The internet is buzzing today about Kony 2012. In case you are among the many who don’t know who that is, watch this video. Even if you do know who it is, watch it. Yes, it is 27 minutes long. But surely you can spare 27 minutes ?
Click Here To Watch The Kony 2012 Video
Twitter, Facebook and You Tube have been flooded with people sharing the video and giving support for the Kony 2012 campaign. It is a viral movement.
The rapid spread of this issue had also gotten quite a bit of criticism. Individuals are mocking the mass of people who never seemed to care about the crisis before it became a popular cause.
Sure, there are a lot of people who are suddenly passionate about something they hadn’t cared about before. Yes, maybe it is the ‘trendy’ thing to do. But, so what? If raising awareness is a trend, I pray that we all get super trendy really quick.
I know some people don’t approve of the way they use their funds, or the way they are running things in Uganda. If you don’t like their spending practices, fine, don’t give them money. Give to another organization in Uganda that you think is better. I can give you a few suggestions if you want. But don’t mock people who are doing something to help oppressed people. That helps no one.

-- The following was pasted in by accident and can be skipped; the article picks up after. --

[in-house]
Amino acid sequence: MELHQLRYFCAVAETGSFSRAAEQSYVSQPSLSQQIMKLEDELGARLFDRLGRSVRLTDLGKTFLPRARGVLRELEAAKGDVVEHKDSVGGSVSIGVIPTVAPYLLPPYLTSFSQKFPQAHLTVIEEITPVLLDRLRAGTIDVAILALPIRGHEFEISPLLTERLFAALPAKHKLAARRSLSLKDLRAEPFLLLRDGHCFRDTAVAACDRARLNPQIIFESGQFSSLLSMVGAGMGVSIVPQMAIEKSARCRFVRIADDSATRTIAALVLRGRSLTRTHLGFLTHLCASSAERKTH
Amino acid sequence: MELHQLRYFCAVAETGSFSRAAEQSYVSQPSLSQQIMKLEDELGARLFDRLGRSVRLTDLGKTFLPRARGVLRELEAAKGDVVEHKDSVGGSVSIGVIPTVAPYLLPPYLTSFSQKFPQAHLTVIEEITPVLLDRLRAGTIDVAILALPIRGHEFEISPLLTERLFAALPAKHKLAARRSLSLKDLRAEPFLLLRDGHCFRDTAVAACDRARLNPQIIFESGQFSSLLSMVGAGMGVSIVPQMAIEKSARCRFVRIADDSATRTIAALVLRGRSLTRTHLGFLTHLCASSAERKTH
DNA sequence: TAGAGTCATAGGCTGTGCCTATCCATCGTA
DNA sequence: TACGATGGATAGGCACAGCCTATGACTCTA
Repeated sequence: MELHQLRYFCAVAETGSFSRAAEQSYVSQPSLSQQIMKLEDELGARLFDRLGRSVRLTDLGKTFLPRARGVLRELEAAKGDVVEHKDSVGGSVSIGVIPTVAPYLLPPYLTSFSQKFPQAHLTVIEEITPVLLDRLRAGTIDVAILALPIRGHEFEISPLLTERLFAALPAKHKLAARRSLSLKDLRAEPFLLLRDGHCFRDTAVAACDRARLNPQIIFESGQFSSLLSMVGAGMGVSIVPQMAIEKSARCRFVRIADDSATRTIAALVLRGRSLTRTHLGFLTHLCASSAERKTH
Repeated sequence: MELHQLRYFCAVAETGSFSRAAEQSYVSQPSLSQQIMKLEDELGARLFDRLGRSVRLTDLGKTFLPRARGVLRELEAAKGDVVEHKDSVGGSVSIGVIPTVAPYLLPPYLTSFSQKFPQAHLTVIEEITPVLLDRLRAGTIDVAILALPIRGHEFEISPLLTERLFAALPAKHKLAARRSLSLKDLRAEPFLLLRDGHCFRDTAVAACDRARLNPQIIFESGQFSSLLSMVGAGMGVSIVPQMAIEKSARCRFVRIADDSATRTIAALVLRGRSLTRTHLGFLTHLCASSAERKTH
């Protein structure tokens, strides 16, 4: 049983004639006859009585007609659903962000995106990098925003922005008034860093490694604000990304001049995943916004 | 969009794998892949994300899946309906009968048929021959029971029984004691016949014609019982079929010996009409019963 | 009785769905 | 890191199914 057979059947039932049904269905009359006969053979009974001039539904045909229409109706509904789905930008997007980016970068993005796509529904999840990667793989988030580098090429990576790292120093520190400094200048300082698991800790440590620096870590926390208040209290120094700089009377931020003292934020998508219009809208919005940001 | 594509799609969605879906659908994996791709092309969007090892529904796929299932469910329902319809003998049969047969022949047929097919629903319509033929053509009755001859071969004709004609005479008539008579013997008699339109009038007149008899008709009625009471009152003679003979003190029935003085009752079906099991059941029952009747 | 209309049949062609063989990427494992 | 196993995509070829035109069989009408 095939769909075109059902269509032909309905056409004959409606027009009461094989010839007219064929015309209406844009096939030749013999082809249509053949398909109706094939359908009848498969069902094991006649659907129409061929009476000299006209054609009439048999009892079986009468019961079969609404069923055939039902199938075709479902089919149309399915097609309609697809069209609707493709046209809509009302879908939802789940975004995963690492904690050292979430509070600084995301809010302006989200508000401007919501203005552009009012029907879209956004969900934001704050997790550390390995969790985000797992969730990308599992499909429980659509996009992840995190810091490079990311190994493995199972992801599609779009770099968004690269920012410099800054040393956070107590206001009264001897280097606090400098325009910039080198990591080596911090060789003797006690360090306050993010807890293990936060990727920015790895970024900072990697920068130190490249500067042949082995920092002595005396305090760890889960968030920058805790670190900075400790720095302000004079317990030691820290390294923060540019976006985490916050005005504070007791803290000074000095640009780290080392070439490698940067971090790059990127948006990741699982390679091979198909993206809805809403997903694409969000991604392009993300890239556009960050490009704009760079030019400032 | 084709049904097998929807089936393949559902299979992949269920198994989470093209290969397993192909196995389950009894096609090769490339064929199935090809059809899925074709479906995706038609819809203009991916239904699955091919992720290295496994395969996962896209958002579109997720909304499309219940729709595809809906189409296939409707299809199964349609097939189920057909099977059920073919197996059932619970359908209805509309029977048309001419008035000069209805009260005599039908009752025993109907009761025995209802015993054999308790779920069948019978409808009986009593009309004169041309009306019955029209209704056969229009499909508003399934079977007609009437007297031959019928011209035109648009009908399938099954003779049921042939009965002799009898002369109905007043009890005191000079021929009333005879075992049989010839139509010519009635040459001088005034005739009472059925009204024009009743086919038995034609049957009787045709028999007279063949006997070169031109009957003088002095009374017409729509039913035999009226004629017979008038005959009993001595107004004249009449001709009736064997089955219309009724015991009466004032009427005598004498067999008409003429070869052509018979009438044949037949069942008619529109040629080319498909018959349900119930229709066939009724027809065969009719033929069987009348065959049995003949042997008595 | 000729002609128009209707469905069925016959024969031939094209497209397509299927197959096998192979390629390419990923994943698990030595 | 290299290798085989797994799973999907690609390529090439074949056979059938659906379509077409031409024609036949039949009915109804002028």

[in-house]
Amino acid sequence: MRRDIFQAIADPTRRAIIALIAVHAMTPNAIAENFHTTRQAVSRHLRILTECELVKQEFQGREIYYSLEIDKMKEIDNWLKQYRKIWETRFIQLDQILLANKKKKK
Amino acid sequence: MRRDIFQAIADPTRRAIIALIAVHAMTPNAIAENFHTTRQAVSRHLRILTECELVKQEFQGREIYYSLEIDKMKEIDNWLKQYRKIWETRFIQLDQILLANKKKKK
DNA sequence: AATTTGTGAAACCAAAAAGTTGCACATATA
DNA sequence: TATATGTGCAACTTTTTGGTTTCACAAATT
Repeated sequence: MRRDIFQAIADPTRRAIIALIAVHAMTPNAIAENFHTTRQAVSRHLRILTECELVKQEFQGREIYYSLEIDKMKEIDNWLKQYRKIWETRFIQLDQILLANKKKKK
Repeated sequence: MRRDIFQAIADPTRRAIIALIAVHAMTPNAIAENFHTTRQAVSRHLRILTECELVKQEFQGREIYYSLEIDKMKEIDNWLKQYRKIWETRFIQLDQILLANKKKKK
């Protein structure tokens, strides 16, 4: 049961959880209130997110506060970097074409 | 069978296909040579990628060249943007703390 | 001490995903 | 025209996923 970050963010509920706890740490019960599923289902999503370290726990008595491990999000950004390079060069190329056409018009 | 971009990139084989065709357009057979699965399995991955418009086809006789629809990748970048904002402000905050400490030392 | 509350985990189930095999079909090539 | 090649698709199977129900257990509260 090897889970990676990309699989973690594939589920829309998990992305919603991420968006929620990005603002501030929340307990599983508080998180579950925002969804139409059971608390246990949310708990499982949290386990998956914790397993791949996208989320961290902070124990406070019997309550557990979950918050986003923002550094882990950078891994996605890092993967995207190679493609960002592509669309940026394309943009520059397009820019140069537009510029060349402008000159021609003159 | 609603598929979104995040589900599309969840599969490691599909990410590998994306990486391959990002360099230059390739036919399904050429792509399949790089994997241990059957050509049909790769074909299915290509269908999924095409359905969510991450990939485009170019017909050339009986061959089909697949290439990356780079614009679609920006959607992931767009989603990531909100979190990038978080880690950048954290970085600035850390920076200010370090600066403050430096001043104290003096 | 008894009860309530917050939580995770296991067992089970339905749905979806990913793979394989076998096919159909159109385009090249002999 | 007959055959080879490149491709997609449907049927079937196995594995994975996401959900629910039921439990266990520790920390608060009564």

I understand that Kony isn’t in Uganda at the moment, but is hiding out in neighboring regions. Maybe that fact wasn’t clear enough in the video. Regardless of what border he is in, he should be found and prosecuted for war crimes. The point is injustice is happening. We need to know & we need to help.
I am a mother. Two of my children are Ugandan and live in Uganda right now. One little boy & one little girl. This issue is personal to me. I care about the nation of Uganda. I care that over 30,000 children have been kidnapped – the girls used as sex slaves and the boys as child soldiers.
I know that probably 90% of the people posting the video will not still be involved in the issue 12 months from now. But, I don’t care. It matters that people are involved now. It matters that people know. It matters that a generation of Ugandans are able to live without fear.
Broken nations dream too. Uganda dreams. Give them a voice not a snub.